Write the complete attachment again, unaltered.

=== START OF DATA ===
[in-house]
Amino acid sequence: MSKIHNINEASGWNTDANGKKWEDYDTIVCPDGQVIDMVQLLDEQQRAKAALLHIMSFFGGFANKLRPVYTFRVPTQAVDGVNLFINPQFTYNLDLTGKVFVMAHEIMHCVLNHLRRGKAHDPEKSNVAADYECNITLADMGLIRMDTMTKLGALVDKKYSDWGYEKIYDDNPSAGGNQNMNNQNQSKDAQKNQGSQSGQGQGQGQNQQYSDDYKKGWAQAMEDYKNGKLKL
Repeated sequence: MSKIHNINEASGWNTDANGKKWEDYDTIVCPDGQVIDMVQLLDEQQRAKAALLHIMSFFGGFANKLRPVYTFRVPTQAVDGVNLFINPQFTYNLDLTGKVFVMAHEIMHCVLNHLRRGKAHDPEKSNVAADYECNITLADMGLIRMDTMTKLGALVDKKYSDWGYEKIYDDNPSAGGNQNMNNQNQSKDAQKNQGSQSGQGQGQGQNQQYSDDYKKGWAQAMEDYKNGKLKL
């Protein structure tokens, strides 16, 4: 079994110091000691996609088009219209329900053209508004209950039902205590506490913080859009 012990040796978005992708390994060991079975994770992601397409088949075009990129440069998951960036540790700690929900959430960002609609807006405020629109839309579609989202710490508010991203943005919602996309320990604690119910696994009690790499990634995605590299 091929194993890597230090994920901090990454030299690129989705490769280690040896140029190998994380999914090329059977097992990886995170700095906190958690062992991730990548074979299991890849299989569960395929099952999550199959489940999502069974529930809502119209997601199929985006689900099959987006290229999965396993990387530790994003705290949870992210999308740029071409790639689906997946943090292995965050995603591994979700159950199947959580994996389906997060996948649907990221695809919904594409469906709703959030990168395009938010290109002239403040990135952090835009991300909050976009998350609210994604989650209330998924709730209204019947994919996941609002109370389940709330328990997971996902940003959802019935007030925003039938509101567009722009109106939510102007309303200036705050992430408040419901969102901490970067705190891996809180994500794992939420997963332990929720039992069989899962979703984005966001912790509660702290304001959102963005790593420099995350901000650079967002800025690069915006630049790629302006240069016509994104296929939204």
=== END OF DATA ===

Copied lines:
[in-house]
Amino acid sequence: MSKIHNINEASGWNTDANGKKWEDYDTIVCPDGQVIDMVQLLDEQQRAKAALLHIMSFFGGFANKLRPVYTFRVPTQAVDGVNLFINPQFTYNLDLTGKVFVMAHEIMHCVLNHLRRGKAHDPEKSNVAADYECNITLADMGLIRMDTMTKLGALVDKKYSDWGYEKIYDDNPSAGGNQNMNNQNQSKDAQKNQGSQSGQGQGQGQNQQYSDDYKKGWAQAMEDYKNGKLKL
Repeated sequence: MSKIHNINEASGWNTDANGKKWEDYDTIVCPDGQVIDMVQLLDEQQRAKAALLHIMSFFGGFANKLRPVYTFRVPTQAVDGVNLFINPQFTYNLDLTGKVFVMAHEIMHCVLNHLRRGKAHDPEKSNVAADYECNITLADMGLIRMDTMTKLGALVDKKYSDWGYEKIYDDNPSAGGNQNMNNQNQSKDAQKNQGSQSGQGQGQGQNQQYSDDYKKGWAQAMEDYKNGKLKL
């Protein structure tokens, strides 16, 4: 079994110091000691996609088009219209329900053209508004209950039902205590506490913080859009 012990040796978005992708390994060991079975994770992601397409088949075009990129440069998951960036540790700690929900959430960002609609807006405020629109839309579609989202710490508010991203943005919602996309320990604690119910696994009690790499990634995605590299 091929194993890597230090994920901090990454030299690129989705490769280690040896140029190998994380999914090329059977097992990886995170700095906190958690062992991730990548074979299991890849299989569960395929099952999550199959489940999502069974529930809502119209997601199929985006689900099959987006290229999965396993990387530790994003705290949870992210999308740029071409790639689906997946943090292995965050995603591994979700159950199947959580994996389906997060996948649907990221695809919904594409469906709703959030990168395009938010290109002239403040990135952090835009991300909050976009998350609210994604989650209330998924709730209204019947994919996941609002109370389940709330328990997971996902940003959802019935007030925003039938509101567009722009109106939510102007309303200036705050992430408040419901969102901490970067705190891996809180994500794992939420997963332990929720039992069989899962979703984005966001912790509660702290304001959102963005790593420099995350901000650079967002800025690069915006630049790629302006240069016509994104296929939204």